"Honestly?" She looked confused. He was supposed to know everything. That was part of the rules.
They fell silent.
"Your future doesnt lie with them," he said, gesturing up the Ladder. "Theyre done. Theyre finished. And there are thousands of angels, and soon to be thousands more, who will be rebuilding Heaven." He put his hand on her shoulder. "Your future lies with the mankind who needs you."
Daimonique sighed. "It always comes down to that, doesnt it. What is Needed."
"That is why youre the Lilim." Eli reached out and turned Daimonique to face him. "Do you trust me?"
She shrugged. "Sure."
"No, thats not good enough," he said. Long brown hair obscured large brown eyes. "Do you trust me?" he asked in earnest. "You have to trust me. Its very important."
"I trust you." She felt the grasp of some unknown impending doom grasp on her heart.
It was like some crucial barrier had been passed. "Okay." He took a deep breath. "Right now, you have to do something very important for me. And you must follow this to the letter."
"Okay " she said, tentatively.
"Daimonique, you must go down to Earth and help them rebuild. And not just rebuild their homes and towns. You must help them rebuild their faith. You must do what Needs to be done, what you were Meant to do. Right now, the world has almost been destroyed and Armageddon has shown its hand. Daimonique, you must go down to Earth and remind them that, above all else, through all the misery and the pain and the death, God still loves them."
"God loves them. God loves them beyond all else. Mankind must have faith in God once again, Daimonique. You must remind them of this." Eli stared deep in her eyes.
"Youre asking me to Create faith," she said.
"Im asking you to do what Needs to be done."
"What about Raphael?" she asked.
He grinned. "I can handle him. Not your problem."
She was silent for a while this sunk into her brain. Finally, she whispered, "Why me?"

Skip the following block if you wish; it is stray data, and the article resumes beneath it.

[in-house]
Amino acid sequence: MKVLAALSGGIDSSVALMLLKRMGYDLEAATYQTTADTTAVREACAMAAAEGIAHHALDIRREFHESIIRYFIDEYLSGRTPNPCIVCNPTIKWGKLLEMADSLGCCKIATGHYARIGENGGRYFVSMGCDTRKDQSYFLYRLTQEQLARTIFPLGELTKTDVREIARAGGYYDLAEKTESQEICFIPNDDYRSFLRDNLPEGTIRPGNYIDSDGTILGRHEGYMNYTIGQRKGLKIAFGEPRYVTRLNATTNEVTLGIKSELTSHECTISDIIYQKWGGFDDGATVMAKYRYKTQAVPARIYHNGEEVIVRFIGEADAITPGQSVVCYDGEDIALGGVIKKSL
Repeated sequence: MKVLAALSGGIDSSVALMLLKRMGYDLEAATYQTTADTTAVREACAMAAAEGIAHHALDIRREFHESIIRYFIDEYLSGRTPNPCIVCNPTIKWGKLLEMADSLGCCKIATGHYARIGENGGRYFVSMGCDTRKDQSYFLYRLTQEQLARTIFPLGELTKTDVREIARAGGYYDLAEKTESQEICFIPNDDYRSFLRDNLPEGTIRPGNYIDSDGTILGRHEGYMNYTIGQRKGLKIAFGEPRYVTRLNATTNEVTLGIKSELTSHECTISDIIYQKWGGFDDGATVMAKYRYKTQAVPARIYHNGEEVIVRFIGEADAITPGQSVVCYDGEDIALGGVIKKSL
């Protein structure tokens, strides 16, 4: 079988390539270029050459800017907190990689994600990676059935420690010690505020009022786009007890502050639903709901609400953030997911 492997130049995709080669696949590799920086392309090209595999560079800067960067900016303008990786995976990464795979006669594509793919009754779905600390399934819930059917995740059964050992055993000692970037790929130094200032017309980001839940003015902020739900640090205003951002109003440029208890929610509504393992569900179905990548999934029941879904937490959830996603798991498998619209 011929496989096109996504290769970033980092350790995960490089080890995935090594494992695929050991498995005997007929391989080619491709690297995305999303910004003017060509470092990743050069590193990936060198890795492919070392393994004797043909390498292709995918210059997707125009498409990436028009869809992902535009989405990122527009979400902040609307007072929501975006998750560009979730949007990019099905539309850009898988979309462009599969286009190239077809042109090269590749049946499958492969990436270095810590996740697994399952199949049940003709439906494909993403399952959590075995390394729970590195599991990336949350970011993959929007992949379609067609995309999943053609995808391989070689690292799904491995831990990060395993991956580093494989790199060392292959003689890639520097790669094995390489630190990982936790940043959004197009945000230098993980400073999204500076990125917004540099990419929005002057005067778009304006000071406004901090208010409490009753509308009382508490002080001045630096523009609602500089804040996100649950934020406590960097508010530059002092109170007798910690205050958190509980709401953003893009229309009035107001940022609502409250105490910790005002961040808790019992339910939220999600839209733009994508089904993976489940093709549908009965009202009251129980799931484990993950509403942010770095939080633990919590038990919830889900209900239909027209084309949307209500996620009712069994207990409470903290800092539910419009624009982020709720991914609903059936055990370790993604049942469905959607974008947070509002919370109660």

"Because," he said, "you were born for this one single purpose." He ruffled her hair. "Besides, Im low on Lilim, so you get the job by default."
He leaned forward and kissed her on the forehead. "Youll do great."
And then, once again, he was gone.
We Protestants must sooner or later face this question: Are we to understand the "imitation of Christ" in the sense that we should copy his life, and if I may use the expression, ape his stigmata; or in the deeper sense that we are to live our own proper lives as truly as he lived his in all its implications? It is no easy matter to live a life that is modelled on Christs, but it is unspeakably harder to live ones own life as truly as Christ lived his. Anyone who did this would be misjudged, tortured and crucified .
(Jung: Modern Man in Search of a Soul)
Daimon Lightner, ex-comedian, ex-writer, ex-actor, ex-man in the fast lane stood on the hill overlooking the destroyed finishing village nestled into the bay carrying nothing but a backpack, feeling like this is where he had started, somewhere in the hazy past when different things made a difference.. In the morning dawn, a few lights were still twinkling in the purplish light, hanging on the prows of boats leaving for the first catch of the day. The highway he stood on was packed with dead cars filled with dead bodies stretching both ways to the horizon, but no one paid them any mind. Up on the hill, no one lived. But down there, somewhere, there was life. He descended.